I've been thinking a lot about the Middle - not the sleeper ABC comedy that comes on TV tonight (which, incidentally, I quite like). I've been thinking about being in the middle of life.
I just dropped Don off at the bus because he's going out with some work friends tonight. After I dropped him, I went to the grocery store to get some goddamn expensive grain-free dog food, because the dogs have to have grain-free dog food for reasons I've forgotten, only I know they were important. The grocery store was in an AT&T dead zone, so when I tried to text Laney to see if she'd started her homework, I couldn't get through. I thought about panicking that she was dead in a ditch since I go from zero to dead-in-a-ditch faster than any other human being alive (I'm thinking about adding that to my LinkedIn profile). But I decided to forestall the panic because the check-out line was pretty short and I could text her from the parking lot.
So I did.
You'll be glad to know that Laney was not dead in a ditch. She had not, however, started her homework. She's started this extra math thing at school that starts at 7:45, which means we have to get to school an hour earlier than we had been accustomed. This, in turns, means that we're trying to get Laney fully abed by 10:00 - even though, if I were a good mother, she'd be in bed with lights out by 9:30. (I know I'm a good mother... I'm using that expression ironically). But we have yet to even make 10:00 since she started this class (to be fair: she started the class two days ago) because the homework is never done until 9:15, and then there's bathing and going through her Instagram feed and hanging out with me and Pokemon Pokemon Pokemon.
So, leaving the grocery store parking lot aware that Laney had not started her homework, I knew that when I got home I was going to have to nag her about starting her homework. I HATE being a nag. I want to be that parent who is all super chill and then when the kid gets in trouble for not doing homework is all, "well, lesson learned" and then the kid does her homework from that point only without being nagged. But I'm pretty sure that parent is a damn fiction and that when we're raising children we just have to nag them to do their homework.
And so I was prepared to, sigh, nag when I got home.
The traffic was gnarly, but "Midnight Train to Georgia" came on the radio and so I sang along to that with the windows down. That was fun. I didn't even care when people looked at me like I was weird when I made the train-whistle motion during the "whoo whoo" part (I tend to sing the Pips part instead of the Gladys Knight part, which I think exposes some sort of psychological weirdness).
When I got home the dogs had wrecked the garbage because they are dogs and dogs do shit like that no matter how much goddamn expensive grain-free dog food you buy them. Also, one of them had peed on the floor, which I accept as my own fault for not letting them out before I left.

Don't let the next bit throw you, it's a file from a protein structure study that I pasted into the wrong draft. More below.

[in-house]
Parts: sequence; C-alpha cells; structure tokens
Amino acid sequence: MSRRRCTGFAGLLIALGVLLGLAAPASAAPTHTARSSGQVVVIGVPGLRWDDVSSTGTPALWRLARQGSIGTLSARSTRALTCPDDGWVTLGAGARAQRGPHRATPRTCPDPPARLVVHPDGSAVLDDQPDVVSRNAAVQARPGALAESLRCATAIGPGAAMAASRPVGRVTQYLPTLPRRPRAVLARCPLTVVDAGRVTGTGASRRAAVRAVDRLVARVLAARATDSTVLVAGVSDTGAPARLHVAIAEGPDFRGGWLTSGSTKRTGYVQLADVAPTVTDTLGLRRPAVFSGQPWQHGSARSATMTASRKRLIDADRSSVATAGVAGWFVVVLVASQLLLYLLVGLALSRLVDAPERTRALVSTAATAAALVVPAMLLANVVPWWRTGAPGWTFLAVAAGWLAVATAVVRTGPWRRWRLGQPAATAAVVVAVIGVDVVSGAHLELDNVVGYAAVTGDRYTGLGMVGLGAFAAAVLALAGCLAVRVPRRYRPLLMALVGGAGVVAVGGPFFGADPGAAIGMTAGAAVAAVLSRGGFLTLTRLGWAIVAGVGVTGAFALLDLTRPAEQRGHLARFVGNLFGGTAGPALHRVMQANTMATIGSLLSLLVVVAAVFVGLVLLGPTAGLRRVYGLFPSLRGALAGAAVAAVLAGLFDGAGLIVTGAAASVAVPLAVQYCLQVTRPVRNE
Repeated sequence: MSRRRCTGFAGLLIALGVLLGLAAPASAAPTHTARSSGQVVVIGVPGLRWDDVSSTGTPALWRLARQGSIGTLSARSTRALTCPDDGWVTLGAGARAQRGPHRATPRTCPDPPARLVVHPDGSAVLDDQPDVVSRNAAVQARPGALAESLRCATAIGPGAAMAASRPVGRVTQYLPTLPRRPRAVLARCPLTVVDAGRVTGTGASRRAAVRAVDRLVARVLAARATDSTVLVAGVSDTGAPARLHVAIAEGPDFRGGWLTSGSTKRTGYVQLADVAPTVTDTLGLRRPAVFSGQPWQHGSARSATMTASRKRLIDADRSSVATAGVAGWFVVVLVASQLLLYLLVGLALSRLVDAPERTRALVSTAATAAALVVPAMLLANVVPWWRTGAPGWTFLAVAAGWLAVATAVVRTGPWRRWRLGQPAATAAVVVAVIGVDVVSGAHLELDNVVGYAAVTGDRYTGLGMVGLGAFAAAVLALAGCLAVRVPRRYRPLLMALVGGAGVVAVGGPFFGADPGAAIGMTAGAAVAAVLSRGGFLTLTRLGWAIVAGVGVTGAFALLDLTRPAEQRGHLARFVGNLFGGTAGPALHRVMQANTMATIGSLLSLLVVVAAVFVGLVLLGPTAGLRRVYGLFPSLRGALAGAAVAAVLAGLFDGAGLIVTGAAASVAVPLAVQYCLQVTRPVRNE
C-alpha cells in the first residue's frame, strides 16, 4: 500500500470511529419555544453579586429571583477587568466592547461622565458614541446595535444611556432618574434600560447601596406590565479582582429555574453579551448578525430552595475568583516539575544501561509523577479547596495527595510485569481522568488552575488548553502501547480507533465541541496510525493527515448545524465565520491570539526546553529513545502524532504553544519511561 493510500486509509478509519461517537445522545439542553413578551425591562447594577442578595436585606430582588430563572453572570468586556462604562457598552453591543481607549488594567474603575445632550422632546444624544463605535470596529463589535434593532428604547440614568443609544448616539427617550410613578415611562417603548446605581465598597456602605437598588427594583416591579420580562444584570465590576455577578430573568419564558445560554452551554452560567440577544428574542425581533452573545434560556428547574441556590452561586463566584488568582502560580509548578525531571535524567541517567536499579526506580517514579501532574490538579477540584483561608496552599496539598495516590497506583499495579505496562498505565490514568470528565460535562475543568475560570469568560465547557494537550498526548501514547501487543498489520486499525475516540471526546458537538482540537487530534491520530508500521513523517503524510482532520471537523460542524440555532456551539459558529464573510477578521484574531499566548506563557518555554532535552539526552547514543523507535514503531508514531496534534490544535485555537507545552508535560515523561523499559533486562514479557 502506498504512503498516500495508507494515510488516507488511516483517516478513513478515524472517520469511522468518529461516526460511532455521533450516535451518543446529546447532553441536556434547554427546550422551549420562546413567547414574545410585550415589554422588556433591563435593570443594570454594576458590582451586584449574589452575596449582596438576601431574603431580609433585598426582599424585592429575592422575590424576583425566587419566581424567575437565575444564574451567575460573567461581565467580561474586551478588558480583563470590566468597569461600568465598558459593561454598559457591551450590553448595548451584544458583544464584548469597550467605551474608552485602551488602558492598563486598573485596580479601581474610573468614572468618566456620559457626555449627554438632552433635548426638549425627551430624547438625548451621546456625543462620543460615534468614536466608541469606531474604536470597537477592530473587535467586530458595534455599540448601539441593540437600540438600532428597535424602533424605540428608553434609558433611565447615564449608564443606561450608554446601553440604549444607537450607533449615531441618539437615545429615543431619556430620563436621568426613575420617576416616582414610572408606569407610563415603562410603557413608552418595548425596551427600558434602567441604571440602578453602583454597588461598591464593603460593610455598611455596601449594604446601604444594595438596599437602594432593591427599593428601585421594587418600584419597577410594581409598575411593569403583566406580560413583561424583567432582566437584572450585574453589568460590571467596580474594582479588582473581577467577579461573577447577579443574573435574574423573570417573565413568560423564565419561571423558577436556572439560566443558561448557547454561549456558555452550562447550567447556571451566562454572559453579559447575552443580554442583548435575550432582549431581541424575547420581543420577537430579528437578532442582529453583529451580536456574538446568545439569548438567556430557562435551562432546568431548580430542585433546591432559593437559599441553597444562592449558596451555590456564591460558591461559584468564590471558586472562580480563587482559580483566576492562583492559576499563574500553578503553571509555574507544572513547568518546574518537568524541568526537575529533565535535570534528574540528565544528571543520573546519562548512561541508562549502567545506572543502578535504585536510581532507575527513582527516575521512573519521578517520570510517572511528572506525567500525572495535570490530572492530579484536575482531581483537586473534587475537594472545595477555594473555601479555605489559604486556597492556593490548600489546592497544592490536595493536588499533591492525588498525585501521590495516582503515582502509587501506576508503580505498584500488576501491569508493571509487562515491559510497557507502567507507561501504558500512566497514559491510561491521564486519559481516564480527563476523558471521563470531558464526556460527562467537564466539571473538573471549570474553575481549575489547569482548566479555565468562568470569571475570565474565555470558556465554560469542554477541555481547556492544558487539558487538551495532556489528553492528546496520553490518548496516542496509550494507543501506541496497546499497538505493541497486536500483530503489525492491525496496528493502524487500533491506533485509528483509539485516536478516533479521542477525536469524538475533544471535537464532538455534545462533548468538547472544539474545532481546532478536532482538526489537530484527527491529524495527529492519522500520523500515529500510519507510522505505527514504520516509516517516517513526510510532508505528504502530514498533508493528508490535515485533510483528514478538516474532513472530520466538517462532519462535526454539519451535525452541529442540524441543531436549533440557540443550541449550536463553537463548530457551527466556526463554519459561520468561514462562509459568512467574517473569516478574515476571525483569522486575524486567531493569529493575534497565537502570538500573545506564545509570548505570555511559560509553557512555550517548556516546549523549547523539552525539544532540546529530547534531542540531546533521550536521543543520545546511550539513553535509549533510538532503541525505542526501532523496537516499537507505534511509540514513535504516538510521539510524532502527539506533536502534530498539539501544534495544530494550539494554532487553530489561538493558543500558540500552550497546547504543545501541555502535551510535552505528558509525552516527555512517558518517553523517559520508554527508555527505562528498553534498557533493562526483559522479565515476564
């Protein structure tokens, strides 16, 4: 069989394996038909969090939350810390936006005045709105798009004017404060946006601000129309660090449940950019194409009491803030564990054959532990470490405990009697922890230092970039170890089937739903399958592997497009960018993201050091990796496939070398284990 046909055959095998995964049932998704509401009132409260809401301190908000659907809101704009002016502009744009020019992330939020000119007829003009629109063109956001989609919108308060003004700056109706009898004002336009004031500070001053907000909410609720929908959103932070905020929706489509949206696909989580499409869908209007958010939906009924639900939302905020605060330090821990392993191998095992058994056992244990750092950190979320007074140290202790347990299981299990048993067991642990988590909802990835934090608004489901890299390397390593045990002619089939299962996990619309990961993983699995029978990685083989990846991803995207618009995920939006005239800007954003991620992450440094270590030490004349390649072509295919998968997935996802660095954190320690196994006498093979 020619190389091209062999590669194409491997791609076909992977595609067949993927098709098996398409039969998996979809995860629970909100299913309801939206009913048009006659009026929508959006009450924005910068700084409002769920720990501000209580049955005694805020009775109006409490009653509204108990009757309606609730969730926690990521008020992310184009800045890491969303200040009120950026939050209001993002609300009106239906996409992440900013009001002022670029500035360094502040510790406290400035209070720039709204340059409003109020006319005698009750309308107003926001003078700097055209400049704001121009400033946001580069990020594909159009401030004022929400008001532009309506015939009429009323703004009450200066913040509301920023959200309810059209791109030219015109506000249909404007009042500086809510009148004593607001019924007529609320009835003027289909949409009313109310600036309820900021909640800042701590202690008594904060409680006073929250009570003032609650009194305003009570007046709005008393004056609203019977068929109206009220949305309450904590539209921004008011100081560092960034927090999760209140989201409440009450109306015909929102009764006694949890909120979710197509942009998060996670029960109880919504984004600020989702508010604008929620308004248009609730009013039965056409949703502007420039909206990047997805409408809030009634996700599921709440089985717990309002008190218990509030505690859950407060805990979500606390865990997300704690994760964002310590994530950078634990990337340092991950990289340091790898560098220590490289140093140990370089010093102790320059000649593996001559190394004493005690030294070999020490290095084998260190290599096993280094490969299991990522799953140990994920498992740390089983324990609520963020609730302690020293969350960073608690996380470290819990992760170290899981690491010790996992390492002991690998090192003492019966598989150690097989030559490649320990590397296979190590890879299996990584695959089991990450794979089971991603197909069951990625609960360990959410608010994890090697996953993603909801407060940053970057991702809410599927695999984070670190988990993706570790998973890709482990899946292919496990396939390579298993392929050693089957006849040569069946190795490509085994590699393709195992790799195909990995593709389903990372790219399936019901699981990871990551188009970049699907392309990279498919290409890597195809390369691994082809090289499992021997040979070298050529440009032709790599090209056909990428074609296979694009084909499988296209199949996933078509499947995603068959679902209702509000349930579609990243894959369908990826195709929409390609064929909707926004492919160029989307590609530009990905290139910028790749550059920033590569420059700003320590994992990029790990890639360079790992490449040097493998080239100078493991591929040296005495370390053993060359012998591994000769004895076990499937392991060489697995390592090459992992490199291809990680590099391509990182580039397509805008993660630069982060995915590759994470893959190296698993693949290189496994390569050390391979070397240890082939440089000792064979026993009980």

I'm still pissed at them, though. They haven't gotten any of that goddamn expensive grain-free dog food that I brought home yet.
I nagged at Laney to start her homework and since she was a little worried that I was going to fly off the handle because of the wrecked garbage she started it right away. Put that in the old win column. I did not fly off the handle, though. I just glared at the dogs, which they don't understand because, again, they are dogs.
Now I have to go [technobabble speak deleted. Replace with: do some work work]. Then it'll be time to feed the child, the dogs and the me, finish the laundry, put the house back to rights.
There is no small level of banality involved with being the mother in the middle. But, I picked this life on purpose.
And, guess what? I love it.
Later on tonight, when the homework is done and the house is put to rights and the dogs have been let out for their final ablutions of the day, Laney will come and lie in bed with me while we watch some TV (probably "The Middle") and she'll tell me about Pokemon and I'll nod like I understand, but will really just enjoy that she wants to be with me and snuggle. The dogs will snore and fart contentedly on the floor, digesting their goddamn expensive grain-free dog food. Later on, Don will come home and get into bed with me (depending on how much he has to drink, there may be some snoring and farting there too).
And then I'll have that moment where I know that everyone I love is safe and fed and taken care of and tucked away for the night.
And that, I think, is what this middle part of my life is all about. Turns out, I love taking care of people. And dogs. More people than dogs. The dogs are OK, though. If they'd just stay out of the damn garbage.